Deliberate Rest

A blog about getting more done by working less

Tag: book promotion

Tech Nation and “The Neuroscience of Rest”

Last week I went up to San Francisco to record an interview with Moira Gunn and Tech Nation. The interview is now available online, on their episode “The Neuroscience of Rest.”

Moira is a terrific interviewer, and she started with a question about Santiago Ramón y Cajal that made me think, “Boy, she’s really read the book closely!” My second thought was, “WHAT DID I WRITE ABOUT RAMON Y CAJAL? THINK!!!”

I feel like I’m getting better, somewhat slowly, at the craft of interviews. When you listen to a good interview, it sounds just like a couple people chatting; but underneath that ease and fluency is a hard bedrock of preparation. Learning what to do in order to prepare, how to anticipate questions, and simply how to sound good, is a challenge.

For Tech Nation, I made sure to get up to San Francisco super-early, and hung out in a coffee place nearby and went over my notes.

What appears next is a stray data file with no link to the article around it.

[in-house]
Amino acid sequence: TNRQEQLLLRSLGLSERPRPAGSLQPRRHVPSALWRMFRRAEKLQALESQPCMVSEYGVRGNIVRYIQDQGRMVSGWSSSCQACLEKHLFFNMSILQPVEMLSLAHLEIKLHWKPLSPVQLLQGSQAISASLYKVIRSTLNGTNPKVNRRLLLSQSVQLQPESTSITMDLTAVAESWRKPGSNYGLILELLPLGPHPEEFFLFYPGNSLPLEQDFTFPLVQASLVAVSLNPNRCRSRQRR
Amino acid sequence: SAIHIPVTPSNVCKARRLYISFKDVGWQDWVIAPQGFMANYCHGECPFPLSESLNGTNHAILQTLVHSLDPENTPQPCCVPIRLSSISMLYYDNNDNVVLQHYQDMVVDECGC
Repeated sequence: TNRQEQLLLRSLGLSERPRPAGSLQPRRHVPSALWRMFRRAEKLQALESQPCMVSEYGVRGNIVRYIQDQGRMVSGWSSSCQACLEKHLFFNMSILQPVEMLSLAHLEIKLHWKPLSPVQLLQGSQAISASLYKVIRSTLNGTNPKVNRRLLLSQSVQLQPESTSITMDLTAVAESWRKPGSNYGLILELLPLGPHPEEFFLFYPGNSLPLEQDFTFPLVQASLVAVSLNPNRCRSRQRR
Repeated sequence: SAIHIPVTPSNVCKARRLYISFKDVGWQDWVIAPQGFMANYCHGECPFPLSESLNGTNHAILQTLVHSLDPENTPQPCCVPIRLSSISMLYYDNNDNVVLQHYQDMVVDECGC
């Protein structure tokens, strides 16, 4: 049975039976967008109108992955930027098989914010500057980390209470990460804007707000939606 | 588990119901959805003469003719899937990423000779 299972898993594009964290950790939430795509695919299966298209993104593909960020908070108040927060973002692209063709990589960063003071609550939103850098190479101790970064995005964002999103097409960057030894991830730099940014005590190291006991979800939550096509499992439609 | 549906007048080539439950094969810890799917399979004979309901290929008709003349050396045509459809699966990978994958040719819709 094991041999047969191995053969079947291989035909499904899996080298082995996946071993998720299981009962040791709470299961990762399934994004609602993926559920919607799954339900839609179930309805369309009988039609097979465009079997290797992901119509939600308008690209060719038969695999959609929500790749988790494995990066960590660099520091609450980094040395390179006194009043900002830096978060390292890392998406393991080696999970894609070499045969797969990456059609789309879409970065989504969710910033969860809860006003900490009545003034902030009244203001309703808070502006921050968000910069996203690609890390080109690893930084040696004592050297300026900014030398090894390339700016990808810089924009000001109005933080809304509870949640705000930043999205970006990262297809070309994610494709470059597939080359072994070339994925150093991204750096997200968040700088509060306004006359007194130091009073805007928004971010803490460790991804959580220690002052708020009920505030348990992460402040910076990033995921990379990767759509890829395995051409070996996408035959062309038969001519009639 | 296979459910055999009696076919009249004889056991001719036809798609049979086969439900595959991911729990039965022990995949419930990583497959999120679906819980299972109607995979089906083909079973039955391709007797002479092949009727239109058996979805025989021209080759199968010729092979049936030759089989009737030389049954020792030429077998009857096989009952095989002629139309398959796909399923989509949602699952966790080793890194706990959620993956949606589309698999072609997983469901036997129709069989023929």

I now put a lot of value in not rushing myself whenever possible. Of course there are times when you have to dash from one thing to another, but if I can avoid it, I find it makes a big difference in my mood and performance.

Anyway, I have another half dozen radio shows scheduled for the next couple weeks, and then there will be UK appearances (one hopes!), so with luck I’ll get good at this. Or at least learn to speak without saying “you know” and “ummm” every third word, which would be a step forward!

Radio day

, and in the last several days I’ve been doing lots of press interviews and a few radio spots. Today I’ve got two radio interviews, both at Stanford’s video facility.

The first was with the Joy Cardin Show on Wisconsin Public Radio, and in a couple hours I go back for another interview with THINK, a midday program on KERA in Dallas, Texas.

Radio interviews are interesting craft, and I’m definitely still learning how to do them– but I do feel like I’m getting better. Radio is a medium that doesn’t reward speaking quickly, or giving long, discursive answers to questions; to the contrary, you need to be super-quick, brief, and to the point, without dumbing down your ideas or misrepresenting yourself and your work.